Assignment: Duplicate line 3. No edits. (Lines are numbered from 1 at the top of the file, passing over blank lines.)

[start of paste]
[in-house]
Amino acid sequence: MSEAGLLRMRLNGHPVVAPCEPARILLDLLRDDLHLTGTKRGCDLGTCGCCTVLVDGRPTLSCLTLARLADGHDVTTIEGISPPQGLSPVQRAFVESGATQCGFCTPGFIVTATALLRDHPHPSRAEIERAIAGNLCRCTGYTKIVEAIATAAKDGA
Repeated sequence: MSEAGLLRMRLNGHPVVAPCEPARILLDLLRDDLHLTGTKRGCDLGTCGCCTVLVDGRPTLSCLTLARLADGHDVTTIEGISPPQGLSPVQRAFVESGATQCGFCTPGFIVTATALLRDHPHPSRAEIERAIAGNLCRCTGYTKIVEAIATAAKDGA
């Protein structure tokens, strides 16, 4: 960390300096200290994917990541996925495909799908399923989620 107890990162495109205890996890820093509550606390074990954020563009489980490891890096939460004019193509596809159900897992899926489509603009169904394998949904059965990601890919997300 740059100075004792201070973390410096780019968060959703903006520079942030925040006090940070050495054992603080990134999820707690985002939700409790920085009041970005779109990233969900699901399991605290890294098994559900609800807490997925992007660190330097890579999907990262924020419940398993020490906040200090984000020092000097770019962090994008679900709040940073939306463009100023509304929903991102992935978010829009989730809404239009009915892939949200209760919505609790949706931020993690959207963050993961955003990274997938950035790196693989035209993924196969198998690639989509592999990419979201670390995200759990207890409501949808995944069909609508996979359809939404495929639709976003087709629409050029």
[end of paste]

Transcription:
Repeated sequence: MSEAGLLRMRLNGHPVVAPCEPARILLDLLRDDLHLTGTKRGCDLGTCGCCTVLVDGRPTLSCLTLARLADGHDVTTIEGISPPQGLSPVQRAFVESGATQCGFCTPGFIVTATALLRDHPHPSRAEIERAIAGNLCRCTGYTKIVEAIATAAKDGA